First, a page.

If the Choux Fits | Restaurant Reviews | Salt Lake City | Salt Lake City Weekly
Support the Free Press.
Facts matter. Truth matters. Journalism matters.
Salt Lake City Weekly has been Utah's source of independent news and in-depth journalism since 1984.
Donate today to ensure the legacy continues.

Eat & Drink » Restaurant Reviews

If the Choux Fits

Éclair French Pastry is an éclair fan's paradise.


  • Courtesy Photo

The expectation of variety is both a blessing and a curse for modern American bakeries. As much as I love heading into a bakery that is well-stocked with everything from sourdough bread to baklava, I have learned to appreciate the fruits of discipline and specialization. While we have plenty of amazing bakeries that specialize in different regional menus, it's rare to find a spot like Éclair French Pastry (7948 S. 1300 East, 385-259-4100, eclairslc.com) that sticks with one particular item. As the name implies, Éclair is all about the holy trinity of pâte à choux, pastry cream and chocolate ganache that comprise one of the most venerated pastries of all time.

Éclair French Pastry got its start when owner and head pastry chef Youssef and manager Jacque Newman opened their first location on 2112 E. 1300 South. As longtime friends, Youssef and Newman based the idea for their bakery around Youssef's éclair recipe, which originated in an 18th-century French cookbook, according to Newman. With a killer éclair recipe in hand and a creative approach to variation that has launched nearly 20 different flavors of éclair, it didn't take long for Éclair French Pastry to require expansion. To accommodate their growing business, the team recently relocated to their current spot in Sandy's East Bench.

When I stopped by to check out their new digs, I had the chance to talk with both Newman and Youssef about their bakery and the concept that has been a local crowd pleaser since its arrival. "When we were closer to Sugar House and Downtown, our kind of bakery was expected," Newman says. "In Sandy, we're a bit unexpected, which is what has brought people to our door."

The focus on eclairs also has plenty to do with the bakery's popularity; most Utahns were raised on the mediocre versions whipped up by the dozen in grocery store bakeries. The offerings at Éclair are made with such care and technique that it's visible from the moment you enter.

The entry point for a first-time visit to Éclair is the classic chocolate vanilla éclair ($5). As this flavor combo is the most ubiquitous across all bakeries, it's the best way to get a bead on what Éclair is all about. Each order is lovingly plucked from a gorgeous display case, where the day's items lounge on their trays like Hollywood starlets sunbathing poolside. The eclairs here aren't the stubby, potato-shaped pastries that we tend to think of when we order up eclairs outside of Europe, but are long, thin and filled to the absolute limit with silky pastry cream.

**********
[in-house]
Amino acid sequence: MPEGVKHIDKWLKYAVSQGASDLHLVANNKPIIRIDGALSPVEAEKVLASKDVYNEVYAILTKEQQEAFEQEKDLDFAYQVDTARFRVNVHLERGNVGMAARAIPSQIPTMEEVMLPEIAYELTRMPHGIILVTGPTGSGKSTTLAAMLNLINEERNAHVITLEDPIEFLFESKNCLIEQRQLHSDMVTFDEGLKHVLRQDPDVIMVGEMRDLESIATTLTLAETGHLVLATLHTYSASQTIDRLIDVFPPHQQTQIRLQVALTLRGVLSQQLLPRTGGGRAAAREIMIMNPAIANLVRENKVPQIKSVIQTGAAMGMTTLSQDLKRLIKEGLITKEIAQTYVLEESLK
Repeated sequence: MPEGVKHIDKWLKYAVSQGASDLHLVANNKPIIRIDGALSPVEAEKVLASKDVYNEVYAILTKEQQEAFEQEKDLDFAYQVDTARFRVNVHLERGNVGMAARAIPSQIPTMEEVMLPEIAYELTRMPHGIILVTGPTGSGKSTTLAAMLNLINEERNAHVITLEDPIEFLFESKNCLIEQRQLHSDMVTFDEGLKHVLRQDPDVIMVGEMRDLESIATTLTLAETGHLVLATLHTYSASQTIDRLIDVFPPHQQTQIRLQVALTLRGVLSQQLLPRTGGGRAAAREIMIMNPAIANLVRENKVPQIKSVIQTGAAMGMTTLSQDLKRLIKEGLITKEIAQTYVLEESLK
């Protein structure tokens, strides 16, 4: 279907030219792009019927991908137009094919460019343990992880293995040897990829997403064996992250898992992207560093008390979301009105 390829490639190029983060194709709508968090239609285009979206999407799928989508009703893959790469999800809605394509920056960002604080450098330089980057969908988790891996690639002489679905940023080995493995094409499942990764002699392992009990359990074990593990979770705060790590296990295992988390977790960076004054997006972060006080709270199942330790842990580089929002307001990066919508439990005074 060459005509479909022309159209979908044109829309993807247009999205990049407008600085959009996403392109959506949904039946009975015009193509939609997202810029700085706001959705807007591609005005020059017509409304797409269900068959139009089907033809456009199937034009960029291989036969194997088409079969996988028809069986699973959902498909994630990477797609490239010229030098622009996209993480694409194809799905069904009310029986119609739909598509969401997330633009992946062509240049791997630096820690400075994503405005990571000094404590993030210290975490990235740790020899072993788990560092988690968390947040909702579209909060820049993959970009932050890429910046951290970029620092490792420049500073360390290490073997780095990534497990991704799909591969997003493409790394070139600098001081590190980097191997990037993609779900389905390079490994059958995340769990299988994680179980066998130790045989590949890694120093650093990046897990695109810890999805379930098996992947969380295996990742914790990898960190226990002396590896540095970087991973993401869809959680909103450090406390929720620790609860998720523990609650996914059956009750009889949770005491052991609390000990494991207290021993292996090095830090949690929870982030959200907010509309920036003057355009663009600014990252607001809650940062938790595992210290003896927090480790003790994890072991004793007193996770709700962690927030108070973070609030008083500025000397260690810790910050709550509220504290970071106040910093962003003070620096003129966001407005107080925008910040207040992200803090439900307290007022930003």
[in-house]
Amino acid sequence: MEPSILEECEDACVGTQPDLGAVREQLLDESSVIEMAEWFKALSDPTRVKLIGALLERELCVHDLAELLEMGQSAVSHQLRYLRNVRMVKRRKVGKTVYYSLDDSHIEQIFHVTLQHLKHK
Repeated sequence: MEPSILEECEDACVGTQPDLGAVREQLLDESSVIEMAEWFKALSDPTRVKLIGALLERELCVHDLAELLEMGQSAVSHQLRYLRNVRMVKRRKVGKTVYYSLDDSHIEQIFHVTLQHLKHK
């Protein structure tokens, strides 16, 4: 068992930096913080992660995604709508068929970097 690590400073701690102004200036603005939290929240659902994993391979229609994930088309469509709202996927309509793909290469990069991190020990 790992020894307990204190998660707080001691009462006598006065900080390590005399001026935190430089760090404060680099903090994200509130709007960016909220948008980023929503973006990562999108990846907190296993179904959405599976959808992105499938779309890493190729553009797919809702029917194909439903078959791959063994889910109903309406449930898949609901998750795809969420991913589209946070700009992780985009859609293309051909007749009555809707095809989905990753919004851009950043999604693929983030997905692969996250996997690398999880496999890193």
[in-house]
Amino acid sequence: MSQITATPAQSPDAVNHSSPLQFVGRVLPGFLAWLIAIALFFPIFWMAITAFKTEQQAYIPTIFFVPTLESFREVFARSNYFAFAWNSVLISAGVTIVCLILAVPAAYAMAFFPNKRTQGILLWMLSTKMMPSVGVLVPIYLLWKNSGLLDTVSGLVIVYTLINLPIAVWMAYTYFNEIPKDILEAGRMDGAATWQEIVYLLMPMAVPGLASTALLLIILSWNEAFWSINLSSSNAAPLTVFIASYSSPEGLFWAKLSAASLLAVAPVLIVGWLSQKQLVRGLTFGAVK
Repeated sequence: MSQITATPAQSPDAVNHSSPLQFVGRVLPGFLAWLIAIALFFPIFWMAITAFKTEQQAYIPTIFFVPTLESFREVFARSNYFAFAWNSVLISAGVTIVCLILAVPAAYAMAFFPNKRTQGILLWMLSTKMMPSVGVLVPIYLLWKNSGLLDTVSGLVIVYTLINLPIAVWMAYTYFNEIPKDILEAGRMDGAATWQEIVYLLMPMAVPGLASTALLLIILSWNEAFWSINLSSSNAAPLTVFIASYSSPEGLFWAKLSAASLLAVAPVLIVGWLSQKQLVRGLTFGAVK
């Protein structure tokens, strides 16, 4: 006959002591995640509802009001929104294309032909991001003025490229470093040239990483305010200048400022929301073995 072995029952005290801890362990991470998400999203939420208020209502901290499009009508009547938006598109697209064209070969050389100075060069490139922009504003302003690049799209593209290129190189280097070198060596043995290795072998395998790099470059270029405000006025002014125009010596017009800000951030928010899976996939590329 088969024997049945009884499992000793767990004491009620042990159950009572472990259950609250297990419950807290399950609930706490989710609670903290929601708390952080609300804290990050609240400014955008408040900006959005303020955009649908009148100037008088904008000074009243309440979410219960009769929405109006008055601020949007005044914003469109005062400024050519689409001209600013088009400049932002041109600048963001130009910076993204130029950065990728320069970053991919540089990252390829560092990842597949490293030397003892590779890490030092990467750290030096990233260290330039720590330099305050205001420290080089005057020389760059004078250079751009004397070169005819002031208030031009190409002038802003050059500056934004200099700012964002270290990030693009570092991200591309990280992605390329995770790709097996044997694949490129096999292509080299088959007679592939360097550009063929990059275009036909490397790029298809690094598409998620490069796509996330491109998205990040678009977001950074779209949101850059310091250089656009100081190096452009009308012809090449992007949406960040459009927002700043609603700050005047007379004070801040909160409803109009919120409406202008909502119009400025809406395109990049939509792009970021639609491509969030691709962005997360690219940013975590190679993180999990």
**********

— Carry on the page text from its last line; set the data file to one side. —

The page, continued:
The classic is a prime example of how a conceptually simple creation such as an éclair can be transcendent if each component is executed to perfection. The choux was precisely the texture it needed to be—a bit of toothsome bite on the outside that yields to a buttery chewiness once you get near the center. The pastry cream was velvety smooth, packed just the right balance of vanilla flavor, and filled every nook and cranny of the pastry's interior. Oh, and that chocolate ganache on top was stellar—thick, rich and just sweet enough to turn your knees to jelly.

While trying the whole gamut of the flavors available at Éclair was tempting, I had to realize my own limitations. In addition to the classic, my lineup included cookie butter ($5), lavender ($5), mocha ($5) and almond. The cookie butter éclair is ideal for those who like a bit of excess in their desserts. It's piped full of cookie butter filling, topped with healthy dollops of whipped cream and crowned with a single Biscoff cookie. I always respond positively when bakers merge multiple desserts into one, so this éclair that is also a cookie ranks pretty high for me. The almond and mocha eclairs were also solid; it's clear that balancing tricky flavors is one of Youssef's superpowers.

A good example of this came when trying the lavender éclair. My first bite was of an unfrosted section of the éclair's undercarriage, which made me think the lavender flavor was a bit too strong. Once I resumed eating and got an equal share of the icing, I was amazed at how well its flavor balanced out the lavender filling. It's moments like these that make one realize the true talent behind something as deceptively simple as an éclair.

In addition to their staggering variety of éclair flavors, Éclair French Pastry also offers delightful tarts, jewel-toned macarons and an international weekend brunch that celebrates the cuisine of the world. Newman was also quick to mention that Éclair offers classes for those interested in perfecting their tart crust or whipping up a batch of thin sable cookies. Overall, Éclair is a great addition to the area—the more locally-owned niche bakeries we have along the Wasatch Front, the better.